CHENNAI: In the city of Sirsa in Haryana is the sprawling 1000 acre headquarters of the Dera Sacha Sauda, the cult that is the center of the storm that broke out over north India after its leader, Gurmeet Ram Rahim, was pronounced guilty of rape of two women followers back in 2002. The sect is one of many, all called deras, that dot the landscape of Punjab and Haryana with affiliates in several other states in the north.
Founded in 1948, Dera Sacha Sauda, meaning the ashram of honest deals, has over the decades spread as far as Australia and the United States. The dera's website claims that its followers number 60 million, each committed to the principles of humanitarianism and selfless service to create a better world.
While the precepts of the Dera Sacha Sauda are not radically from those professed by similar other religious groups, the cult has attracted attention for the bizarre practices of its present leader Gurmeet Ram Rahim Singh. In 2015, for instance, a case was registered against him for castrating nearly 400 men supposedly to bring them 'closer' to God. The men were told that if only they submitted themselves to castration, they would be able to meet god.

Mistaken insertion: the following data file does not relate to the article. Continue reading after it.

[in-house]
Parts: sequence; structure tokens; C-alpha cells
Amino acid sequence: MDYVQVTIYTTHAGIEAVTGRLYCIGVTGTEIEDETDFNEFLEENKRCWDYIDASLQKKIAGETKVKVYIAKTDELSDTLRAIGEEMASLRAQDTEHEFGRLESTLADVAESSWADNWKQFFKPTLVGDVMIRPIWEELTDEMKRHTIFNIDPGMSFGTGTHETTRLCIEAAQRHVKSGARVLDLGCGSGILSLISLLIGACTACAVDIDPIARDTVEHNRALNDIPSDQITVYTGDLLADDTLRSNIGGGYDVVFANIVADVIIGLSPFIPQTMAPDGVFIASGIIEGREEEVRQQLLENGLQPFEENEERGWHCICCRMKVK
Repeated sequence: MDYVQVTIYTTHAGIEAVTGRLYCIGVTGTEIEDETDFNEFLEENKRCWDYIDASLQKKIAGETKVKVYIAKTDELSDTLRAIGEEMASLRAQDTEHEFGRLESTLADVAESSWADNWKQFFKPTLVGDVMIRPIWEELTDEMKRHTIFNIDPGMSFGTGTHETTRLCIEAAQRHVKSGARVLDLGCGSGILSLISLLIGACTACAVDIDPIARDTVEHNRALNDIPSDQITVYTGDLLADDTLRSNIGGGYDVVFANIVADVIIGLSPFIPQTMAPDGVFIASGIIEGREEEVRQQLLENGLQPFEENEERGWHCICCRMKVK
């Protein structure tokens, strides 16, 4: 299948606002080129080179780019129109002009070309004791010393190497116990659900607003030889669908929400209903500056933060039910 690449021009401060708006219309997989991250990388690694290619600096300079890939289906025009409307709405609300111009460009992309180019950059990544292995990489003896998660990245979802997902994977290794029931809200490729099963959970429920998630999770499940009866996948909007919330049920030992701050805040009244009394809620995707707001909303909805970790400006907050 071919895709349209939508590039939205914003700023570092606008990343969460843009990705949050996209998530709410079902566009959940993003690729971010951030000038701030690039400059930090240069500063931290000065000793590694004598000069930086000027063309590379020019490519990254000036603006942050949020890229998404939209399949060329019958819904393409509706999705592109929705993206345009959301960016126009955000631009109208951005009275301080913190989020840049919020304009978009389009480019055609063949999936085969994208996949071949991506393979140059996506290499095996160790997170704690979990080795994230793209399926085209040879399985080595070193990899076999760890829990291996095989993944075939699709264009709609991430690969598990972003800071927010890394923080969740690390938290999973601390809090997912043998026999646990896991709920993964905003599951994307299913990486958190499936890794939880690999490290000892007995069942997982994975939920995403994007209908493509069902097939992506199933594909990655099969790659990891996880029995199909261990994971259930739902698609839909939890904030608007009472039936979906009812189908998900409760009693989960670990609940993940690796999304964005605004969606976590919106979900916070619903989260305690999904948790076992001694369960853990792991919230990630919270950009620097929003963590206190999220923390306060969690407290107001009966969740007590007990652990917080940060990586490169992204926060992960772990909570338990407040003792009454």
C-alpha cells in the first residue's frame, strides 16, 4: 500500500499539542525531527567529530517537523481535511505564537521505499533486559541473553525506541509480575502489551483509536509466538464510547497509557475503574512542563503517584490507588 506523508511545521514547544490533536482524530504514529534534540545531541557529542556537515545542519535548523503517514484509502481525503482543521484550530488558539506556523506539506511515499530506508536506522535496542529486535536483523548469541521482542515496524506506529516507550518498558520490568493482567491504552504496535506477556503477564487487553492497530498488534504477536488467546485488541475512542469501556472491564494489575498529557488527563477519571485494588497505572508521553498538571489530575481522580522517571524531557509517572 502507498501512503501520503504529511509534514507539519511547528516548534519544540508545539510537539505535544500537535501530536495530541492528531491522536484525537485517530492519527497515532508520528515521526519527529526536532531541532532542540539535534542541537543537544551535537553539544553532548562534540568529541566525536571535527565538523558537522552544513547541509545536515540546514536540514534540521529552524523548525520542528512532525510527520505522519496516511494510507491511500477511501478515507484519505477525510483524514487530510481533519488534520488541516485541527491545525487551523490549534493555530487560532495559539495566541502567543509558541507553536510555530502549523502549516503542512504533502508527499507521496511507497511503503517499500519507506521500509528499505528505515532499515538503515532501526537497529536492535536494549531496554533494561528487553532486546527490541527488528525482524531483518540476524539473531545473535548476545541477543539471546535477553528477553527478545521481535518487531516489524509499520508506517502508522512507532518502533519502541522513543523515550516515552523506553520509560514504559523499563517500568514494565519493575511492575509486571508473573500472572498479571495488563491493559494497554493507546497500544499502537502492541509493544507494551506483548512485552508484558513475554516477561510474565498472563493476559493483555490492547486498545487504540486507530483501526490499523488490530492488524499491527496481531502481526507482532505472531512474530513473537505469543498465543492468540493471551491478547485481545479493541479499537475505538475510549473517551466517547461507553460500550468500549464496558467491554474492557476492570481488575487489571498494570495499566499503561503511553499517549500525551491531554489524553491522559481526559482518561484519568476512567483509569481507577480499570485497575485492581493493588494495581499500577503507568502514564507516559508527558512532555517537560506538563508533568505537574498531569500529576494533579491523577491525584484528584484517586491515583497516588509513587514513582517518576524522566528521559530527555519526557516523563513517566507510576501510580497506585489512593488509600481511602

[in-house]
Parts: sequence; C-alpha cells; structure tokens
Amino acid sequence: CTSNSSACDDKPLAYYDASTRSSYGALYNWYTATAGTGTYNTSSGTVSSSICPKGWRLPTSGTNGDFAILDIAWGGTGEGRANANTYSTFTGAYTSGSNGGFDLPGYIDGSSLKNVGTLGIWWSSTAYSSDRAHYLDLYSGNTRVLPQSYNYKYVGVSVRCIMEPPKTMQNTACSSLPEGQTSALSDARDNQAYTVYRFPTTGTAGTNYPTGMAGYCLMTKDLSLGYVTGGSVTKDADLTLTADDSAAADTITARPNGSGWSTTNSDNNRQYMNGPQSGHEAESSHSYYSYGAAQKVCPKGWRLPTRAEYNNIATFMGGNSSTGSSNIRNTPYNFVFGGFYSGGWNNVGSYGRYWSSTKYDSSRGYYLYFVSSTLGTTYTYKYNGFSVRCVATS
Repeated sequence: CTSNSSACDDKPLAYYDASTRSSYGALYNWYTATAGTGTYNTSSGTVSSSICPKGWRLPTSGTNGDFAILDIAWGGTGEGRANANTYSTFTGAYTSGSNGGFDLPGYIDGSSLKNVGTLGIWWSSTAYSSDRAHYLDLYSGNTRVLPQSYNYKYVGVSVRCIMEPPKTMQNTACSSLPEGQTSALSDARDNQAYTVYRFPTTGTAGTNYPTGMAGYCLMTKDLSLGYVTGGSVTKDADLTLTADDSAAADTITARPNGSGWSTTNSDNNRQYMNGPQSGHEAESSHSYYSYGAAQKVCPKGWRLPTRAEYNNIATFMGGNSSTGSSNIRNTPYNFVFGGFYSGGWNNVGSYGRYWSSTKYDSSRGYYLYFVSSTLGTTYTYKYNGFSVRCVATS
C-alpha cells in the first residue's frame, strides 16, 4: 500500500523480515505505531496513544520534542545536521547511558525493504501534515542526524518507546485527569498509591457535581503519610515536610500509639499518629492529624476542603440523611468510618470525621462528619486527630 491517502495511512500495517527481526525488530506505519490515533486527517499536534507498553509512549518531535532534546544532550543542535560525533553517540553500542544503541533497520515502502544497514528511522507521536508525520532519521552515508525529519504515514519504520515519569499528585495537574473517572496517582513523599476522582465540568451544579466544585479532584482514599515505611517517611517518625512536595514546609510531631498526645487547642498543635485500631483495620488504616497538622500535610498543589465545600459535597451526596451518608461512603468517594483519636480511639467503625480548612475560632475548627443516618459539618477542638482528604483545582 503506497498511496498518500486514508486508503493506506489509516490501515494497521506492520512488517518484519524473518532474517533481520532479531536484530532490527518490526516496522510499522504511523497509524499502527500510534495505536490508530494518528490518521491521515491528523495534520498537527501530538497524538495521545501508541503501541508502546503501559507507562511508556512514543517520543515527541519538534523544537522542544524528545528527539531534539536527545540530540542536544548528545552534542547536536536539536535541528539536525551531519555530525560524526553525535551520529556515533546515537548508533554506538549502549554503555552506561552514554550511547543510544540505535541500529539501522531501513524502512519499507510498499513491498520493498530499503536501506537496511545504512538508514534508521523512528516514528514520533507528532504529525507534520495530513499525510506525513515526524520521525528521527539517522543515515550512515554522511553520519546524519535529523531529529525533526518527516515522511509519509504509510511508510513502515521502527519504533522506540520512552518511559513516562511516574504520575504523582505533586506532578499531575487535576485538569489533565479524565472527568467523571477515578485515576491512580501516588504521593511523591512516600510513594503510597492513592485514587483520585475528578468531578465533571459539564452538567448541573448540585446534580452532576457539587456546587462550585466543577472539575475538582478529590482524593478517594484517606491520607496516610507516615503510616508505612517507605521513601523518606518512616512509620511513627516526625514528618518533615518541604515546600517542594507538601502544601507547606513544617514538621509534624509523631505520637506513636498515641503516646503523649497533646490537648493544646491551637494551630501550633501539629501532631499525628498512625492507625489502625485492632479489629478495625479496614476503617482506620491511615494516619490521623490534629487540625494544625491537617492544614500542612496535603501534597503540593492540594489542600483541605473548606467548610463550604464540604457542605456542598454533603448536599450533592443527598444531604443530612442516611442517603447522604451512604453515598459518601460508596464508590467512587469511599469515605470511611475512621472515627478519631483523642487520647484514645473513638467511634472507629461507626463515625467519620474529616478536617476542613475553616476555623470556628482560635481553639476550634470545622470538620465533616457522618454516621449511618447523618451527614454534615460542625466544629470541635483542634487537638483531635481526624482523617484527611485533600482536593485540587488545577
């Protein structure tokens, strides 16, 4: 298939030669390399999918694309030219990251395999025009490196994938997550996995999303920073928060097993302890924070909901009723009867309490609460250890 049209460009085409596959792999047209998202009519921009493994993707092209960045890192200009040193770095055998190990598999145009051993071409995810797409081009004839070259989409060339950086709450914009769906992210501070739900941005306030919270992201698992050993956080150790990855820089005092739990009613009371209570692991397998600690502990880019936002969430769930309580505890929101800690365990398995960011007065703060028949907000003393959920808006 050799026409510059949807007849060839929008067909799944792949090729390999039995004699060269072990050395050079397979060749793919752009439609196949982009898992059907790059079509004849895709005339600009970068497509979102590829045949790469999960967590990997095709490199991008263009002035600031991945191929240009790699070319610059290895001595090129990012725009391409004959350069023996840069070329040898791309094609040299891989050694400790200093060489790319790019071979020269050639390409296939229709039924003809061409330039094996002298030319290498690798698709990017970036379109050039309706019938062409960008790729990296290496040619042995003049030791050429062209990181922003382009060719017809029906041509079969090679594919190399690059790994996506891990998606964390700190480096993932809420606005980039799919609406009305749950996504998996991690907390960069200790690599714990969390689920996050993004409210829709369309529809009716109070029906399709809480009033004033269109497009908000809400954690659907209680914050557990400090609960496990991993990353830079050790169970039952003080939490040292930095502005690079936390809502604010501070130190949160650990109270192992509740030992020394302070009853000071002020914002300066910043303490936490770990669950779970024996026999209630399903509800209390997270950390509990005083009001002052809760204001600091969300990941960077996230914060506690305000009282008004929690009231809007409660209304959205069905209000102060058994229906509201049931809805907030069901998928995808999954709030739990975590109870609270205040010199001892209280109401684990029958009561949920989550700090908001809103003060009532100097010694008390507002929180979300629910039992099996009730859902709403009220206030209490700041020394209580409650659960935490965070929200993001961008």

Bizarre to outsiders, hero to followers
Once initiated into the cult, Dera Sacha Sauda followers are expected to shun their caste or family identity and instead be known simply as 'Insaan' which means human. The Dera promotes a notion of equality among its followers, a reason why it appeals to many, especially those from socially and economically underprivileged social groups. In fact, an egalitarian society is one of the many professed aims of the cult.
Psychologists around the world have studied cult followers for years and many have concluded that most of them have undergone some kind of oppression or discrimination at some point in their lives. In the case of the Dera Sacha Sauda, most of its followers are Dalit Sikhs who have been subjected to social domination by the upper caste Jat Sikhs. To them, therefore, Gurmeet Ram Rahim is a hero, a man who has achieved what many of them could only dream of. The gaudy attire Ram Rahim wears and the flamboyant life he leads are a careful construct aimed at eliciting the faith of dispossessed people. In other words, the Baba of Bling embodies their dreams.